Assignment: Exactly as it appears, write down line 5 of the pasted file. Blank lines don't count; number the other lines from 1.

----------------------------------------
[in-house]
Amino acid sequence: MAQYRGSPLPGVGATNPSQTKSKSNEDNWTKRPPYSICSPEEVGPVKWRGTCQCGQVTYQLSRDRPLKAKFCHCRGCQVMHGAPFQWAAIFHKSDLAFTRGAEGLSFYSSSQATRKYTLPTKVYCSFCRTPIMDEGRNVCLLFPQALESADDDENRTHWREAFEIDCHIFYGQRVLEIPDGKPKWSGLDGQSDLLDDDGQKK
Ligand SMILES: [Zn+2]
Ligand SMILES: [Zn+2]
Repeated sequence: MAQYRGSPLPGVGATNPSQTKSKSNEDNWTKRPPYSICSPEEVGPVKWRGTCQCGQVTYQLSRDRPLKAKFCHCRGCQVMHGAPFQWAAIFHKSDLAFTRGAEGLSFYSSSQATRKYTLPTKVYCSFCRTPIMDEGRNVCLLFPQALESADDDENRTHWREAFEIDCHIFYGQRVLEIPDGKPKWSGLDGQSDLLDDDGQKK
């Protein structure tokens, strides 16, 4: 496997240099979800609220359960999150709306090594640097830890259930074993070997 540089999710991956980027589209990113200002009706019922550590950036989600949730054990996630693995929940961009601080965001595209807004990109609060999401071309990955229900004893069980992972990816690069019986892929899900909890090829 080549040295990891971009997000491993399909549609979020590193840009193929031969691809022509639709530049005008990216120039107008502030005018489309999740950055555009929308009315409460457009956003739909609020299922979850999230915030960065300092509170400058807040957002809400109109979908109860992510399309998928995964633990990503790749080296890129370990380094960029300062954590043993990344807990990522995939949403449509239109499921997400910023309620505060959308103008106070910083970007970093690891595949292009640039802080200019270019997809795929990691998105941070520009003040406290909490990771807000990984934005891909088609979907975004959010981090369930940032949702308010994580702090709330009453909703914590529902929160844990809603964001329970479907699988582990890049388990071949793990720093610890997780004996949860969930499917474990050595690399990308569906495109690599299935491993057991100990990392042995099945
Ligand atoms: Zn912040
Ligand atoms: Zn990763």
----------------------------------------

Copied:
Repeated sequence: MAQYRGSPLPGVGATNPSQTKSKSNEDNWTKRPPYSICSPEEVGPVKWRGTCQCGQVTYQLSRDRPLKAKFCHCRGCQVMHGAPFQWAAIFHKSDLAFTRGAEGLSFYSSSQATRKYTLPTKVYCSFCRTPIMDEGRNVCLLFPQALESADDDENRTHWREAFEIDCHIFYGQRVLEIPDGKPKWSGLDGQSDLLDDDGQKK